Idli, idli, yodelly!
Hot weather makes for short tempers, apparently. On a recent morning a man rode up to a street idli vendor, alighted from his motorbike and asked for an order of idlis with chutney to be taken away.
The man seemed to be in a hurry, egging the vendor on with instructions such as which bag to parcel the idlis in. He was also unhappy about how the chutney was being spooned into the takeaway bag, and said it should be knotted in a certain way to avoid spillage.
The idli seller was getting visibly irritated, and when one more instruction came his way he decided not to take it any more. He moved out from behind the cart and asked the customer to take his place. “Why don’t you make the idlis and pack them while I stand here?” he asked sarcastically.
The other customers chuckled mightily at this, and the finicky customer, embarrassed, said no more but quietly took the idli packet and rode off in a hurry. The idlis were hot and, by then, so was his temper as well, probably.
Lights out, please
The sun is out in full force and one would have thought that the light from our nearest star is more than enough for our needs during the day, of course.
Lamp-posts helping the sun in spreading light in the Currey Road area. Pic/Datta Kumbhar
So imagine our consternation at seeing street lights brightly ablaze, in the middle of the day, burning up precious power and sending out the wrong message altogether.
At a time when people are increasingly conscious about conserving energy, it is the authorities who should be at the forefront of eco-awareness, leading by example as well as education. Sadly, this seems to be lost on them, as the photograph shows.
Identity crisis at Mantralaya
In the great democracy that is India, many feel that rules and regulations are not binding. And what better place to take a cue from than Mantralaya, the seat of power?
The state headquarters had, a few years ago, begun implementing the card punching system to register employee attendance. But it would be wrong to assume that this guarantees the presence of the employees at their designated seats.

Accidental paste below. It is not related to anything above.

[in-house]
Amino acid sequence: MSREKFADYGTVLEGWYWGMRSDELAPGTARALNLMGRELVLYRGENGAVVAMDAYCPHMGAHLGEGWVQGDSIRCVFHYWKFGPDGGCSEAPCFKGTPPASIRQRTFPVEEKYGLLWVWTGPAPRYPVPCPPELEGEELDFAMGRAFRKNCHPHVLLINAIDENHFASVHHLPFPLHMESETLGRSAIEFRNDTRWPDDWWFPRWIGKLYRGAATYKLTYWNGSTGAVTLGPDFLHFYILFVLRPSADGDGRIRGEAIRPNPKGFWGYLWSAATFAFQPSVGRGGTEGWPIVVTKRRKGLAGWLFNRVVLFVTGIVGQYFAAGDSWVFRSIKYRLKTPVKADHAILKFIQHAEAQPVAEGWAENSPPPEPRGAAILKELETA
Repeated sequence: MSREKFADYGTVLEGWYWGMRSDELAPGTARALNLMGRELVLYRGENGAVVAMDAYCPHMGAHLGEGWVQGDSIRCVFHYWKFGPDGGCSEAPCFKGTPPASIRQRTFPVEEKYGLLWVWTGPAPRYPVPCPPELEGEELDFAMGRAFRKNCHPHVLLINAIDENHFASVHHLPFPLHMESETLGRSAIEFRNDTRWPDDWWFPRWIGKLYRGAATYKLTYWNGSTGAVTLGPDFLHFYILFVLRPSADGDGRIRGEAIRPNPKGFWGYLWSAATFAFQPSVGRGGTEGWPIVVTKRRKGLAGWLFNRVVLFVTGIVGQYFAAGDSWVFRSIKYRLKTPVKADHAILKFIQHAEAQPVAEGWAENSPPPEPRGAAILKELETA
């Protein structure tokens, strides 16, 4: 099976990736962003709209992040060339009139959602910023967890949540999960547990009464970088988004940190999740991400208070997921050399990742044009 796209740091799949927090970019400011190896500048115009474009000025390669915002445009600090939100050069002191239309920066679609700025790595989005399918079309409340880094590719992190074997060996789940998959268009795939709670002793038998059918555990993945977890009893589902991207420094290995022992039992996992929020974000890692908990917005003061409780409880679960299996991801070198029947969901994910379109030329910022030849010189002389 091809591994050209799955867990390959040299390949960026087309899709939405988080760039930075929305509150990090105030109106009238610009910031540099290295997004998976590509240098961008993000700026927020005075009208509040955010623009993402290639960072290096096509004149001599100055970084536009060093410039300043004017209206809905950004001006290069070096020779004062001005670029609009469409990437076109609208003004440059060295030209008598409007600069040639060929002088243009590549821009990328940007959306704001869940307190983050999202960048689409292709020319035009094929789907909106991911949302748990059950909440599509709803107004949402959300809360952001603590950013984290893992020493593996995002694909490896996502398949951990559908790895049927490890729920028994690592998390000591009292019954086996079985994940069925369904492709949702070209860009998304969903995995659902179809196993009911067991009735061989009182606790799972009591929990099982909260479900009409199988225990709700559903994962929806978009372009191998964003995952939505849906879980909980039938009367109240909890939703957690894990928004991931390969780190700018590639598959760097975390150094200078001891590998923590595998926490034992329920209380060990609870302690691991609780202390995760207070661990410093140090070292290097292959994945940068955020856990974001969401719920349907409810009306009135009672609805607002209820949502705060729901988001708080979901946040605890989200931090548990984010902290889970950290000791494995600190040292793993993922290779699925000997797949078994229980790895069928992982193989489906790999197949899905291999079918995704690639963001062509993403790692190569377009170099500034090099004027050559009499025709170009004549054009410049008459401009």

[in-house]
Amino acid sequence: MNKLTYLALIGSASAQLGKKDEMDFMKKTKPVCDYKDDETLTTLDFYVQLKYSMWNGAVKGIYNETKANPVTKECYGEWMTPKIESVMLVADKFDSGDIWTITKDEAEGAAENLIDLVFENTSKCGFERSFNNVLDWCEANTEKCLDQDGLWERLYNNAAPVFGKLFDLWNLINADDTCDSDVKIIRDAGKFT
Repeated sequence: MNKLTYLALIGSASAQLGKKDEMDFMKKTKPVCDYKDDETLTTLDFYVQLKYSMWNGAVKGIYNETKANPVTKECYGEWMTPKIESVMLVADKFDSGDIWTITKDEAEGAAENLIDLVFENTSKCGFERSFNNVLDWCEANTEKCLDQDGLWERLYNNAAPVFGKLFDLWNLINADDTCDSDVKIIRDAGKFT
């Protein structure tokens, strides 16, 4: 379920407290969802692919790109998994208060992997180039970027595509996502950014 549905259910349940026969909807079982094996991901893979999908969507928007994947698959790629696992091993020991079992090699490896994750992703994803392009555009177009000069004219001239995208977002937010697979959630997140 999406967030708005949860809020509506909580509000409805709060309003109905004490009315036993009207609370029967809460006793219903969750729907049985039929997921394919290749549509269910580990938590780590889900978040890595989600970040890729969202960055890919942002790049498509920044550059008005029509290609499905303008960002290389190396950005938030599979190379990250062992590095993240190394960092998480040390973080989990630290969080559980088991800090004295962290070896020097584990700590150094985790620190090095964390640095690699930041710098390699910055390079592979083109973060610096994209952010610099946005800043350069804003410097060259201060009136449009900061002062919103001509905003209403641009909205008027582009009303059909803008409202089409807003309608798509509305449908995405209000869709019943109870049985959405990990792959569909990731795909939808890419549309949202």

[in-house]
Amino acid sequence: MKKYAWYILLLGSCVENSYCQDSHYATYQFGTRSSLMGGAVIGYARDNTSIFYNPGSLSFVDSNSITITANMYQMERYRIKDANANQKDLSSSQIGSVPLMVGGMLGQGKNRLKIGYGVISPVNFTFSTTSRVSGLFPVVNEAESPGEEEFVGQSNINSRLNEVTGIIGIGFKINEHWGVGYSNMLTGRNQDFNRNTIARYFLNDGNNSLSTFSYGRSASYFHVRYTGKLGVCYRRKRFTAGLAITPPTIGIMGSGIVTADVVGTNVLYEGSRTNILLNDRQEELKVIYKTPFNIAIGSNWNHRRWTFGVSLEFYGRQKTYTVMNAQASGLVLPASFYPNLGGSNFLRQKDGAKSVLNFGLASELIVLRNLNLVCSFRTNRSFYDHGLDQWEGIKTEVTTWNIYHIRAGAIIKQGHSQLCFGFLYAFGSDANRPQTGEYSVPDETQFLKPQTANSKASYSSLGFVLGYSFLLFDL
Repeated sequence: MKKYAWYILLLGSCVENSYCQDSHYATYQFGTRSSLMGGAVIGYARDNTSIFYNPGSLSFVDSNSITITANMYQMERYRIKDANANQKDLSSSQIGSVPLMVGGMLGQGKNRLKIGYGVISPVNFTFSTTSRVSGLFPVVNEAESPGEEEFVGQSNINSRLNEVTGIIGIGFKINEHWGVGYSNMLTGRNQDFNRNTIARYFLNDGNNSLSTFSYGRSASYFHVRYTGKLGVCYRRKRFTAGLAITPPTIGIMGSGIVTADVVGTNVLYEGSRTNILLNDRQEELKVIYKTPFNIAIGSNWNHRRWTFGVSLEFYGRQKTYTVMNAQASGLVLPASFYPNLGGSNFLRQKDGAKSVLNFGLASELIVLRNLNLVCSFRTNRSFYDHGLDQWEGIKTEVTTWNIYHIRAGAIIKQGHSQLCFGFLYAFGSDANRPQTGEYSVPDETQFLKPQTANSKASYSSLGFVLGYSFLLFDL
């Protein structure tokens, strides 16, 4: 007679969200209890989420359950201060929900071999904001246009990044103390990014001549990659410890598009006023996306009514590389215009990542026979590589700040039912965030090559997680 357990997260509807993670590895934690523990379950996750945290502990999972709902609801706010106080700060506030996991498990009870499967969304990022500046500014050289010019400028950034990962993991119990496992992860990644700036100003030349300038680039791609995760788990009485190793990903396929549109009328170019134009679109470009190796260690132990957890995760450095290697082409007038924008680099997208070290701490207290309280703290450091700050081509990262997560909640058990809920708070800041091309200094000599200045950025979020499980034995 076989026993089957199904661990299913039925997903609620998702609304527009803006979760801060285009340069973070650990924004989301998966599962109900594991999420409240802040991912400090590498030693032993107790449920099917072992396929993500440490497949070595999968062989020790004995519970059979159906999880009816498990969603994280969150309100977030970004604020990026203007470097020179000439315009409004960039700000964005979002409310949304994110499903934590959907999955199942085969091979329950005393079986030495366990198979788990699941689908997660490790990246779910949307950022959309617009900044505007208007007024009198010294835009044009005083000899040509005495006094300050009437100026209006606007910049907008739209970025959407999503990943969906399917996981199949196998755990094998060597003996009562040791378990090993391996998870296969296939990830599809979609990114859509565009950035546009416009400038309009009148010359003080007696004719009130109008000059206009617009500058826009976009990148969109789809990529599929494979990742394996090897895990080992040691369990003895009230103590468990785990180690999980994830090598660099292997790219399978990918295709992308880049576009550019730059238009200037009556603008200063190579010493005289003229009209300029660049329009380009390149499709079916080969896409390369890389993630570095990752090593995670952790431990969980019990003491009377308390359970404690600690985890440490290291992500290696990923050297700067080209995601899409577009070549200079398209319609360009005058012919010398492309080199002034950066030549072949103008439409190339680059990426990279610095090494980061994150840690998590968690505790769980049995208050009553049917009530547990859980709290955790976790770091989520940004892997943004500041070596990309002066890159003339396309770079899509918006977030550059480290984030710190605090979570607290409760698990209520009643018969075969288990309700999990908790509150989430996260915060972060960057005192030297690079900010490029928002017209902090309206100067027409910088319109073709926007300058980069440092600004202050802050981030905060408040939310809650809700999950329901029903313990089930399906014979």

In the case of identity cards issued to the employees, it is a similar principle. Mantralaya employees tend to be shy of identifying themselves, and most prefer to hide their identity cards rather than display them as required. Most people knew about this but not surprisingly the higher-ups only learnt of it recently.
A circular has now been issued asking employees to display their cards clearly. And although it is the general administration department which should suggest action for non-compliance, the heads of the respective departments have been told to take action against breach of rules. Well, that’s democracy for you.
Seva (service) is in his name, and he lives up to it despite having a fulltime job. Prakash Sevani works with Mahanagar Telephone Nigam Ltd (MTNL) at Thane, and while he is just another train commuter between Thane and his residence at Shahad, he gives the journey his inimitable touch, quenching the thirst of fellow commuters.
Prakash Sevani gives his fellow train commuters cold water. Pic/Shrikant Khuperkar
For more than two decades, Sevani has been doing this on every trip toting two bags that hold 10-15 bottles containing cold water, which he fills from his home in the morning and at his workplace for the return journey.
Earlier, he used to give out bottles of water but realized that fewer people were benefiting. So he began carrying a steel tumbler, in which he hands out water to thirsty fellow commuters.
In a world where one is not surprised to hear about government employees accepting bribes just for doing their routine work, this story is the opposite a government employee who goes the extra mile to make the daily journey a tad more refreshing for others.
Contributed by: Ravikiran Deshmukh, Shakti Shetty, Shrikant Khuperkar, Hemal Ashar, Vidya Heble